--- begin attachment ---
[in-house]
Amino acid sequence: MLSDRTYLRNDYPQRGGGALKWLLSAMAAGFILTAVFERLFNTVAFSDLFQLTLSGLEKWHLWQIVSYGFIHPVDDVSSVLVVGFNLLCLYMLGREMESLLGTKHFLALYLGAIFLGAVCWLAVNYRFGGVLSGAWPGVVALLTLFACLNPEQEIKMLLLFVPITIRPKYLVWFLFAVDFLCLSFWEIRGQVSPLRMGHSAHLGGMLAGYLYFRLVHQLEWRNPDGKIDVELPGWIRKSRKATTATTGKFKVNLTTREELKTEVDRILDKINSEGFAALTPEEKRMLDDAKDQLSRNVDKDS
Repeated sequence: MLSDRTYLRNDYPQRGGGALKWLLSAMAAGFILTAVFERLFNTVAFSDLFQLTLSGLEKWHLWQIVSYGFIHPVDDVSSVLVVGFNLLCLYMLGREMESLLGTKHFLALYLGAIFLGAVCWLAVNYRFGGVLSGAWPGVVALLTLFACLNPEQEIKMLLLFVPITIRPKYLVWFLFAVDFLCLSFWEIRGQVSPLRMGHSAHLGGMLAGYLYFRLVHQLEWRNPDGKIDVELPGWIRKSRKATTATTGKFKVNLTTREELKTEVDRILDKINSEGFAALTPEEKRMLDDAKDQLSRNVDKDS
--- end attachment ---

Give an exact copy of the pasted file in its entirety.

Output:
[in-house]
Amino acid sequence: MLSDRTYLRNDYPQRGGGALKWLLSAMAAGFILTAVFERLFNTVAFSDLFQLTLSGLEKWHLWQIVSYGFIHPVDDVSSVLVVGFNLLCLYMLGREMESLLGTKHFLALYLGAIFLGAVCWLAVNYRFGGVLSGAWPGVVALLTLFACLNPEQEIKMLLLFVPITIRPKYLVWFLFAVDFLCLSFWEIRGQVSPLRMGHSAHLGGMLAGYLYFRLVHQLEWRNPDGKIDVELPGWIRKSRKATTATTGKFKVNLTTREELKTEVDRILDKINSEGFAALTPEEKRMLDDAKDQLSRNVDKDS
Repeated sequence: MLSDRTYLRNDYPQRGGGALKWLLSAMAAGFILTAVFERLFNTVAFSDLFQLTLSGLEKWHLWQIVSYGFIHPVDDVSSVLVVGFNLLCLYMLGREMESLLGTKHFLALYLGAIFLGAVCWLAVNYRFGGVLSGAWPGVVALLTLFACLNPEQEIKMLLLFVPITIRPKYLVWFLFAVDFLCLSFWEIRGQVSPLRMGHSAHLGGMLAGYLYFRLVHQLEWRNPDGKIDVELPGWIRKSRKATTATTGKFKVNLTTREELKTEVDRILDKINSEGFAALTPEEKRMLDDAKDQLSRNVDKDS